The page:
We hypothesized that a prestroke alteration of Kir channels activity could be involved in the occurrence and severity of cerebral ischemia in SHRsp. We undertook measurements of Kir current densities by whole-cell patch-clamp technique on myocytes dissociated from MCA of SHRsp, WKY, and SHR rats over 20 weeks.

2. Materials and Methods

All experiments were performed in strict accordance with guidelines of the National Institutes of Health, the French Department of Agriculture, and the local ethics committee of Nord-Pas de Calais. Ten-week-old male SHR and Wistar-Kyoto rats were purchased from Elevage Janvier (France) and Iffa Credo (France), respectively. Four-week-old SHRsp rats were kindly offered by Max-Delbrück-Centrum für Molekulare Medizin (D-13125 Berlin, Germany). All rats were housed in a temperature-controlled environment ( ) and maintained on a 14 h light/10 h dark cycle with ad libitum access to food and water.

Blood pressure was measured by tail cuff using a LE5001 rat-tail blood pressure system (LSI Letica, Panlab, Spain).

All experiments were done on freshly dissociated cerebral vascular SMC, extracted from MCA of WKY, SHR, and SHRsp animals. MCA myocytes were obtained by an enzymatic procedure previously reported [9], and Kir current was assessed by the whole-cell patch-clamp technique [10]. The pipettes (2.7 to 3.3 MΩ) were filled with the pipette solution that contained (in mM) 130 KCl, 2 MgCl2, 10 EGTA, 10 HEPES, 5 phosphocreatine, and pH 7.3. The bath solution contained (in mM) 134 NaCl, 6 KCl, 1 MgCl2, 0.1 CaCl2, 10 HEPES, and pH 7.4. All assays were run at room temperature (19–22°C). The standard voltage clamp protocol consisted of 185 ms-voltage ramps from −140 to +50 mV, from a HP of −60 mV. The difference between the transmembrane current and the current recorded in presence of 0.5 mM Ba2+ (a specific inhibitor of Kir channels) unmasked the Kir current [9, 11]. The current density (pA/pF) was calculated and preferentially used to compare the different cells to account for cell size variability.

All values were expressed as mean ± standard error of the mean (s.e.m.). Kir current densities were compared with one-way ANOVA followed when ANOVA is significant by a post hoc protected least significance difference (PLSD) Fischer test. A value of was considered significant.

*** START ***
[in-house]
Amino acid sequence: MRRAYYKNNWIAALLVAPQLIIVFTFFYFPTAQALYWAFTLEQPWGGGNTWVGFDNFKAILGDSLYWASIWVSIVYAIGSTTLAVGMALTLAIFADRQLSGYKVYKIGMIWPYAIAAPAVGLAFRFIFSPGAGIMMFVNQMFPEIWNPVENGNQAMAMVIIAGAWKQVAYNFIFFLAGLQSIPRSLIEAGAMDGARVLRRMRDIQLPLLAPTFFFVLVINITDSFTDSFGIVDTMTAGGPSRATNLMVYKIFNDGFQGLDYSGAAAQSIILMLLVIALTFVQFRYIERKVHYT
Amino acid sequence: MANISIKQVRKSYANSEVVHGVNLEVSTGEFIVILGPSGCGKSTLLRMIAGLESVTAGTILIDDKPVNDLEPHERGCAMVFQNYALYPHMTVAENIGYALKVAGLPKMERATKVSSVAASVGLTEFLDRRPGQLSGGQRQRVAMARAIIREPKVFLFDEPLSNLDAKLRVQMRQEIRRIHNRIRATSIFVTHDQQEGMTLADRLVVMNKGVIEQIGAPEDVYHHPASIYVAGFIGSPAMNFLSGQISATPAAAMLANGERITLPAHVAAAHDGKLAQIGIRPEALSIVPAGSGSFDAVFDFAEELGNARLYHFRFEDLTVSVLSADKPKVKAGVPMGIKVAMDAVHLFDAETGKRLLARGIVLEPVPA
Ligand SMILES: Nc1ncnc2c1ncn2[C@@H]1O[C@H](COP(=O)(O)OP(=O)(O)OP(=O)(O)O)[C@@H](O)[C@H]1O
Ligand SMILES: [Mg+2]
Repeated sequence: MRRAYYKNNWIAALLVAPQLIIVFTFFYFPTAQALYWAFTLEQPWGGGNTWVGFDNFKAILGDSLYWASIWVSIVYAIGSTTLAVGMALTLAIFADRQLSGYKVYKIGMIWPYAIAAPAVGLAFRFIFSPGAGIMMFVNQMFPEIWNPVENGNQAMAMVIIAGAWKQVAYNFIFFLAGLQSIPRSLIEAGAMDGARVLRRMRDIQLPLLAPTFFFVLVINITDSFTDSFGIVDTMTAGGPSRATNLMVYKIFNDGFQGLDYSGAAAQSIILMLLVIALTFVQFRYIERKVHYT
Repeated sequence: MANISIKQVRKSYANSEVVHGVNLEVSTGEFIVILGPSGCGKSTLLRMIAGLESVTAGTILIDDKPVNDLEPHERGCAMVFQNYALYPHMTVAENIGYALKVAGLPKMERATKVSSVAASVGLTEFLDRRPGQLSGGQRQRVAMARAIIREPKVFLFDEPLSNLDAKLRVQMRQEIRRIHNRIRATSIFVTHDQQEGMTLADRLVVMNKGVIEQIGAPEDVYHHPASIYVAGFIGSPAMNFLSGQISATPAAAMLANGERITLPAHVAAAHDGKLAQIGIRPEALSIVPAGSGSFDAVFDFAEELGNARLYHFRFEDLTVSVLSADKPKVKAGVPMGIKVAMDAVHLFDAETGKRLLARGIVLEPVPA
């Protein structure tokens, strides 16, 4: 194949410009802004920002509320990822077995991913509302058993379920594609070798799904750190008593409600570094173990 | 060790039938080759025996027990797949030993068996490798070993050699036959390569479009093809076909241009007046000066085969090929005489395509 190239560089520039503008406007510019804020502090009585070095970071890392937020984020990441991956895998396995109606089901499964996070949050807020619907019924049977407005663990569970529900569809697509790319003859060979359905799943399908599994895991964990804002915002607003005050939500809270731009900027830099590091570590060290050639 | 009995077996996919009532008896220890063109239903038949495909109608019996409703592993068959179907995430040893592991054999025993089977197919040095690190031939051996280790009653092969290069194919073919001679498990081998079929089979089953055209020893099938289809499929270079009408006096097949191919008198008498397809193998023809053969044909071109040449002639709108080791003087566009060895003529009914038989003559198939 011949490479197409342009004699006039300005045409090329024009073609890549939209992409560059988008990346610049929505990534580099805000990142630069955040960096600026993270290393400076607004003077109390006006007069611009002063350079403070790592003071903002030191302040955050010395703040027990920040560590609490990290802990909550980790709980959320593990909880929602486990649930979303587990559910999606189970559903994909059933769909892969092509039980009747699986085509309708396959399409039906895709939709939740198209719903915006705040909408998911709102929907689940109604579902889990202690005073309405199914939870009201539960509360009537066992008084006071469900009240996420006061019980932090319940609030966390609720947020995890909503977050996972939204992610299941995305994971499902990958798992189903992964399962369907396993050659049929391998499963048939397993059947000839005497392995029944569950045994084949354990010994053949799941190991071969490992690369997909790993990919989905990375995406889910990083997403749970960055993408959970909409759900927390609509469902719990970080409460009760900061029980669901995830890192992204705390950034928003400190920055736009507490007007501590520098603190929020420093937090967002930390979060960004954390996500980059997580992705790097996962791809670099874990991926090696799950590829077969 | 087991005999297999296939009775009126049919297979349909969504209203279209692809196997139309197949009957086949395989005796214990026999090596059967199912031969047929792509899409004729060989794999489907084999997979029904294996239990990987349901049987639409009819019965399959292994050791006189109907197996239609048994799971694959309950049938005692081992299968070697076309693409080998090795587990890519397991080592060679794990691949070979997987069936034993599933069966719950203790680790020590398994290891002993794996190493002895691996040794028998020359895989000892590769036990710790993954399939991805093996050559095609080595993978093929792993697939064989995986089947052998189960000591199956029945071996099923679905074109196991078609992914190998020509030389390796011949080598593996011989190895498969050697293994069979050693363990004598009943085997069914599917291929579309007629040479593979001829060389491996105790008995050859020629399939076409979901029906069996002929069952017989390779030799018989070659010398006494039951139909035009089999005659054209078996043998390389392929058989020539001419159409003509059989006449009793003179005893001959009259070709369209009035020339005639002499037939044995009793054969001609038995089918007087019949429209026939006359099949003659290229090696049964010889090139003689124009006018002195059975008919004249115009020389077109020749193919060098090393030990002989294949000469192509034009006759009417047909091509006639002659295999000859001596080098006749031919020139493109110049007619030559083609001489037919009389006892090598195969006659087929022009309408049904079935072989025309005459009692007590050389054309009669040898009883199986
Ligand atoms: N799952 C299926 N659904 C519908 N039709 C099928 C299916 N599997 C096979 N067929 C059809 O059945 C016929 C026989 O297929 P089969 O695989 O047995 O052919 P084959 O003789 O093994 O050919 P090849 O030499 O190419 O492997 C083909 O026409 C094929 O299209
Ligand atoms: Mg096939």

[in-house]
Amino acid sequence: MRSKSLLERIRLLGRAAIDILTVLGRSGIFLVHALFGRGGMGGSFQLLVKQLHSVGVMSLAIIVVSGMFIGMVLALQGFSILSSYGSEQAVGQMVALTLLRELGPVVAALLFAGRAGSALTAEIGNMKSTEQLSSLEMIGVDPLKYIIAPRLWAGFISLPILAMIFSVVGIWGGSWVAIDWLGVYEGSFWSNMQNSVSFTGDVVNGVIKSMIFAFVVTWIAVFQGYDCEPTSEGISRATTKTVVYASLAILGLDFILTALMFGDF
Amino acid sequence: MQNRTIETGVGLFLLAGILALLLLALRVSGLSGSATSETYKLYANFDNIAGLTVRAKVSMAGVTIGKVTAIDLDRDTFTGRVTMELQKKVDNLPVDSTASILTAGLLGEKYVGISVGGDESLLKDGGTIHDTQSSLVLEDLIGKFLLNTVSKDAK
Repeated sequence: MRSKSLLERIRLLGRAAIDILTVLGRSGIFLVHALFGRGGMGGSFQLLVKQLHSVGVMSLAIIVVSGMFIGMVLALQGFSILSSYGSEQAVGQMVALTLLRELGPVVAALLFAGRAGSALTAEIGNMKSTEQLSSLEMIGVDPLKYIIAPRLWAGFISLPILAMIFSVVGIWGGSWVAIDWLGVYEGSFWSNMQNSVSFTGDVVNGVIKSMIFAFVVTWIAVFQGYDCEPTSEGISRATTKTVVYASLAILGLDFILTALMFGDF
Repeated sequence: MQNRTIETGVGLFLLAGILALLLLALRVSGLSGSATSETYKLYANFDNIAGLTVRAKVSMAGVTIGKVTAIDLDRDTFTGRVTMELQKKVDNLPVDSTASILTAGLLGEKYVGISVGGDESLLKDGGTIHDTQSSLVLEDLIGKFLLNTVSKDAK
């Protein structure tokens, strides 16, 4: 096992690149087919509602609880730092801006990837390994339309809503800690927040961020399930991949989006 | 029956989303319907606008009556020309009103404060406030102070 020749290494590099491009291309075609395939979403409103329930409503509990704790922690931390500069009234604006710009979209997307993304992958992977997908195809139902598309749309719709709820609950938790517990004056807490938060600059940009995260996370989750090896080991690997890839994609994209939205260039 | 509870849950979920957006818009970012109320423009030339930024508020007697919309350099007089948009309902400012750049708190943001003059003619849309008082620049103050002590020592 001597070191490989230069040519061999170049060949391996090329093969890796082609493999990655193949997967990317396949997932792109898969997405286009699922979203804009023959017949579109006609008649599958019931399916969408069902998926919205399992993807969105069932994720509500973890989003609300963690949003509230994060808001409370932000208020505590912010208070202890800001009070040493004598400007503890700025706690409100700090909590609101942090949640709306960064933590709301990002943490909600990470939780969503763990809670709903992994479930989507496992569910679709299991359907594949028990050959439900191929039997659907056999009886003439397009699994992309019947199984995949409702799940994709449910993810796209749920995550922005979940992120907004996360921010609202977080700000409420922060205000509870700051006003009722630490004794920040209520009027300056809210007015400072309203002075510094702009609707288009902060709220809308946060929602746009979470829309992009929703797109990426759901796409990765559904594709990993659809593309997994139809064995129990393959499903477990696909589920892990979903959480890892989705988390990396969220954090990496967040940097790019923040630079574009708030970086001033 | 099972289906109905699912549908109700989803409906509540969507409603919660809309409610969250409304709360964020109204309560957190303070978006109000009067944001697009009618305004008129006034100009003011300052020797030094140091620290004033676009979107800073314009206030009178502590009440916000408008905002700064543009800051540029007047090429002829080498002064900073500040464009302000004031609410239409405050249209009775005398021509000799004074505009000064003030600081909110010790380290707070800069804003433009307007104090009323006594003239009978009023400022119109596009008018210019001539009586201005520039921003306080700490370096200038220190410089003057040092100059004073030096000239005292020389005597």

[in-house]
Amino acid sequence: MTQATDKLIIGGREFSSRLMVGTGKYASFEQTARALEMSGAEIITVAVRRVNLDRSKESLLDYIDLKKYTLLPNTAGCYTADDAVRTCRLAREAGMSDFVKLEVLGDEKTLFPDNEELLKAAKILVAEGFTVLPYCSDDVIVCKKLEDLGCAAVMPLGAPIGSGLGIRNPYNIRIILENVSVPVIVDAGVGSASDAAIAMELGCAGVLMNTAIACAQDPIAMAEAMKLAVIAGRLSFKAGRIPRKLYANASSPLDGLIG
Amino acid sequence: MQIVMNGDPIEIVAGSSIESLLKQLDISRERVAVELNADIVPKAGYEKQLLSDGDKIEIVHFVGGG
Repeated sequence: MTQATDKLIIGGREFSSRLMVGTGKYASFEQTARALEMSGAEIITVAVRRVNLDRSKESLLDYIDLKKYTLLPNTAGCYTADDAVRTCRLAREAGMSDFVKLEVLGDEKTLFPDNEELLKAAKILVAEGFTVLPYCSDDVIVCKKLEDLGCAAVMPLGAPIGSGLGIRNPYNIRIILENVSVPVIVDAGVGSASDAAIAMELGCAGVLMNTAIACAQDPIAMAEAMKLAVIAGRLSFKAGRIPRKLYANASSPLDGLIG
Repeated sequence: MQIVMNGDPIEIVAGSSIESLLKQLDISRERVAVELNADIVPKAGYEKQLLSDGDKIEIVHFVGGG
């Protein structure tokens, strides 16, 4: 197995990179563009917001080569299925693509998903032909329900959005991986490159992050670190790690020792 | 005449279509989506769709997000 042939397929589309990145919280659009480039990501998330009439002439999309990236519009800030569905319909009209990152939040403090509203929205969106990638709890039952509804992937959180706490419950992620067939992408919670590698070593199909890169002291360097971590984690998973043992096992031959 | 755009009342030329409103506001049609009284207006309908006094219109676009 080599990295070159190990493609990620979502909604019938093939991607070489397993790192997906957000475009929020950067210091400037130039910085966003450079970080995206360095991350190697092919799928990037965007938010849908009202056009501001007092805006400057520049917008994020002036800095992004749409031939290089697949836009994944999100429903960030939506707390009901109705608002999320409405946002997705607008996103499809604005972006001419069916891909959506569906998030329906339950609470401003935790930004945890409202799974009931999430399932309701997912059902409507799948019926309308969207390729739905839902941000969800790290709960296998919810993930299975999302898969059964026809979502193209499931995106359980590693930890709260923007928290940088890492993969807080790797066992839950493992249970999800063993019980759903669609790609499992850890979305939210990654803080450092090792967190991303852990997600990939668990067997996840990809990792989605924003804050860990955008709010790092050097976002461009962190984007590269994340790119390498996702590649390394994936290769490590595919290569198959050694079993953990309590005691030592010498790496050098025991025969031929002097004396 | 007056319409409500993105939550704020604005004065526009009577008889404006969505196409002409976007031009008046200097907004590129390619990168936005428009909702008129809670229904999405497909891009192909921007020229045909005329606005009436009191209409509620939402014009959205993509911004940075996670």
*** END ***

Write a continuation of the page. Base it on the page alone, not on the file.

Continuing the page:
3. Results

3.1. Systolic Blood Pressure and Body Weight of the Rats

The animals were studied from week 12 to week 32. Systolic blood pressure was measured over the 3 first weeks. Higher systolic blood pressure (SBP) was significantly established ( ) for SHR and SHRsp in comparison with WKY rats. The SBP values were  mm Hg ( ),  mm Hg ( ), and  mm Hg ( ) in WKY, SHR, and SHRsp, respectively. The profile of body weight evolution was rather different between WKY and SHRsp: before 22 weeks of age,  g ( ) for WKY and  g ( ) for SHRsp; from the 23rd week on, ( ) for WKY and  g ( ) for SHRsp (Figure 1). SHR weights were positioned in an intermediate range.

849750.fig.001
Figure 1: Body weight evolution from 11 to 35 weeks old for WKY ( ), SHR ( ), and SHRsp ( ) rats.
3.2. Kir Current Densities in Vascular Smooth Muscle Cells of WKY, SHR, and SHRsp

Current responses to voltage ramps were recorded in myocytes extracted from the MCA of WKY, SHR, and SHRsp animals at different ages. Current densities acquired for each myocyte at −135 mV, potential at which Kir amplitude was maximal, were extracted from the ramp responses, averaged for the myocytes issued from the same animal and plotted according to the age of the animal (in weeks) for WKY, SHR, and SHRsp. The capacitance values did not differ among groups:  pF ( rats, cells) for WKY cells,  pF ( rats, cells) for SHR cells, and  pF ( rats, cells) for SHRsp cells. At the beginning of the study, Kir densities for the three groups were collected. Overtime, Kir current densities for WKY and SHR rats did not show significant variations as opposed to the ones obtained on SHRsp vascular myocytes where a reduction was observed from the 22nd week, as illustrated in Figure 2(a).

fig2
Figure 2: (a) Kir density measured at –135 mV on SMC originated from WKY ( ), SHR ( ), and SHRsp ( ) rats at different ages. (b) Histogram of Kir densities measured at –135 mV for WKY, SHR, and SHRsp for the period 12–22 weeks and the period 22–32 weeks. Values are mean ± sem, *** , ** .